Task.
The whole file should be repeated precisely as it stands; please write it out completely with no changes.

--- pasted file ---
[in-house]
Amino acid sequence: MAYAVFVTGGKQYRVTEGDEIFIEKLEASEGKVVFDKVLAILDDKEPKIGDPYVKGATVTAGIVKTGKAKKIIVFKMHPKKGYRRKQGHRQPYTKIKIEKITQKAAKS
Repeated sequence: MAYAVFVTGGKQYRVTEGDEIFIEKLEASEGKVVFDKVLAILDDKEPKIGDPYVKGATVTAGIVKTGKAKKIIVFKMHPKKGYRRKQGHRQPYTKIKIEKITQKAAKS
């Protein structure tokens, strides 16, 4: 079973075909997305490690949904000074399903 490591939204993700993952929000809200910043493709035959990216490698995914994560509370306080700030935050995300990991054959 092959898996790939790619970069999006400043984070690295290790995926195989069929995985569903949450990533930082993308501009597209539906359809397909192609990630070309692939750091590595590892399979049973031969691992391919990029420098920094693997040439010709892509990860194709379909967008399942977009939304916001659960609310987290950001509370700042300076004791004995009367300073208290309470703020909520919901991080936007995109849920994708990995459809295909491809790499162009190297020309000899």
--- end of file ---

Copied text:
[in-house]
Amino acid sequence: MAYAVFVTGGKQYRVTEGDEIFIEKLEASEGKVVFDKVLAILDDKEPKIGDPYVKGATVTAGIVKTGKAKKIIVFKMHPKKGYRRKQGHRQPYTKIKIEKITQKAAKS
Repeated sequence: MAYAVFVTGGKQYRVTEGDEIFIEKLEASEGKVVFDKVLAILDDKEPKIGDPYVKGATVTAGIVKTGKAKKIIVFKMHPKKGYRRKQGHRQPYTKIKIEKITQKAAKS
């Protein structure tokens, strides 16, 4: 079973075909997305490690949904000074399903 490591939204993700993952929000809200910043493709035959990216490698995914994560509370306080700030935050995300990991054959 092959898996790939790619970069999006400043984070690295290790995926195989069929995985569903949450990533930082993308501009597209539906359809397909192609990630070309692939750091590595590892399979049973031969691992391919990029420098920094693997040439010709892509990860194709379909967008399942977009939304916001659960609310987290950001509370700042300076004791004995009367300073208290309470703020909520919901991080936007995109849920994708990995459809295909491809790499162009190297020309000899």